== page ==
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Why Networking is Critical for Small Business

There are many critical skills that the small business owner needs. Marketing is obviously one of these and sales would be another. One pieces of small business marketing advice that all small business owners should heed though, is that networking is a skill that might be just as critical as marketing or sales. This is primarily because networking is the one critical skill that feeds into all of the other skills that one needs to run a business.

Networking is the act of meeting and forming connections with other professionals, prospective clients and people interested in your company. Networking is important because it helps you to build those relationships that are important to the success of your company. You may build relationships with potential clients, as well as with companies that you may be a prospective client of.

First, look at networking from the perspective of sales. When you meet people that are going to be at some point in the future in the market for the type of services or products that you sell, how do you want them to perceive you? Do you want them to think of you as a random site that they found on the internet? As just one name in a list they found in some industry directory? Or do you want them to recall your face? Or possibly remember sharing a drink with you at a mixer or conference? These are the types of impressions that networking should leave.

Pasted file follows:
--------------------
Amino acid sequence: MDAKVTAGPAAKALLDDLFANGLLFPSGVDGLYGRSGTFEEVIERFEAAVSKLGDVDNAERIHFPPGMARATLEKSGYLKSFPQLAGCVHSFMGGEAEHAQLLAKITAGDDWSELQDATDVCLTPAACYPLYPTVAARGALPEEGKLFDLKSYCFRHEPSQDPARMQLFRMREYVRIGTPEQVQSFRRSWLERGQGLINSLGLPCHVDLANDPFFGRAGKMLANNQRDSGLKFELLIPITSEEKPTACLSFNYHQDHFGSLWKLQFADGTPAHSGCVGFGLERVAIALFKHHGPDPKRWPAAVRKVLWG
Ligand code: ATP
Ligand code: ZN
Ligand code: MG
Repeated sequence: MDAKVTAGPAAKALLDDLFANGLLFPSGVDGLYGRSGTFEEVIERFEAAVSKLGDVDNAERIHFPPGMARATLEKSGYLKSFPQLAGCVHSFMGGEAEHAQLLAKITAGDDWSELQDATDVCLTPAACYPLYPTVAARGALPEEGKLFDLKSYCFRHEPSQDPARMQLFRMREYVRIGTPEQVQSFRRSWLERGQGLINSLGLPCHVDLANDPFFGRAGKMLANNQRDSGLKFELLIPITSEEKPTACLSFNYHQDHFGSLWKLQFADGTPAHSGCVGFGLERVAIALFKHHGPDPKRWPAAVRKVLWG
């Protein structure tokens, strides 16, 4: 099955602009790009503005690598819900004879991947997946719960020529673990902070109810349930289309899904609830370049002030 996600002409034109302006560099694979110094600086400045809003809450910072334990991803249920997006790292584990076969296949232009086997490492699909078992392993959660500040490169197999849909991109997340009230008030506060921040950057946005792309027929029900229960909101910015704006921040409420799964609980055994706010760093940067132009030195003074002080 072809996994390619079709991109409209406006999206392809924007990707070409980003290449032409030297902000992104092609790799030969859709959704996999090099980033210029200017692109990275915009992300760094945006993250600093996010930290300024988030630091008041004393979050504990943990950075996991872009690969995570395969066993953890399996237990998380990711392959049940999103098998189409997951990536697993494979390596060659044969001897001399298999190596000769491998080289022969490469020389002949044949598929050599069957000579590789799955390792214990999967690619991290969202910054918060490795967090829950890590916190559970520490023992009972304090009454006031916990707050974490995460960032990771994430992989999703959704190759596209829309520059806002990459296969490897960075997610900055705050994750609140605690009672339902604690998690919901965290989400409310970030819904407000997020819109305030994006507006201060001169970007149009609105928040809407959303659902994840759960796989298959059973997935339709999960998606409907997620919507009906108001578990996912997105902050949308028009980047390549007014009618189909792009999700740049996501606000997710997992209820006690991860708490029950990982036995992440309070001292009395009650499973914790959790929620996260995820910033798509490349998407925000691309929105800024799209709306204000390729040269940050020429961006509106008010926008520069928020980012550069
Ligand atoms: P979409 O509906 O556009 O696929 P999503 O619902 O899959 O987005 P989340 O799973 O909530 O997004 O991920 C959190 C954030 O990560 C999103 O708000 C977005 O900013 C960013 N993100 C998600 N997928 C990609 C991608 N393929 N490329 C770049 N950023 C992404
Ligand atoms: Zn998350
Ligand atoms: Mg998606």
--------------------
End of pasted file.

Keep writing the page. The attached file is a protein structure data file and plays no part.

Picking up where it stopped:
The truth is that big businesses have a great deal of money to spend on marketing, and to devote to client acquisition campaigns. Small businesses rarely have this luxury. Instead, the personal connection becomes much more important. That is why it is also important for small business owners to learn how to network properly. Networking should never be about shaking as many hands and handing out as many business cards as possible. Instead, it should be about meeting people, as people. Have a good time, get to know someone, and then, when the event is finished, maybe hand them a card on the way out as an afterthought. People are far more likely to remember someone that treats them like a human being than just another prospective customer.

The other advantage to networking for small businesses is that it can often put people in a position where they can form mutually beneficial relationships. For example, imagine that you have one company that makes a product, and another that provides a service. We shall call them company A, and company B. If company A needs the service that company B provides, and company B needs the product that company A makes, this is clearly a situation where they are in a position to aid each other. However, in a normal business transaction, it would be far more common for each company to just go to the other, or a competitor, and buy their product.

During a networking situation though, a conversation could lead to this type of situation being discovered. This puts each company in a situation to help another, while helping their own company. Providing a product or service in exchange for something is a wonderful tool for a small business, as this is often much more affordable than paying for that product or service in cash.

There are countless reasons that networking is important for a small business owner, but the important thing to take away is that it is in fact important. You need to get out to events, trade shows, conferences and similar events in order to meet those people that are involved in your industry.

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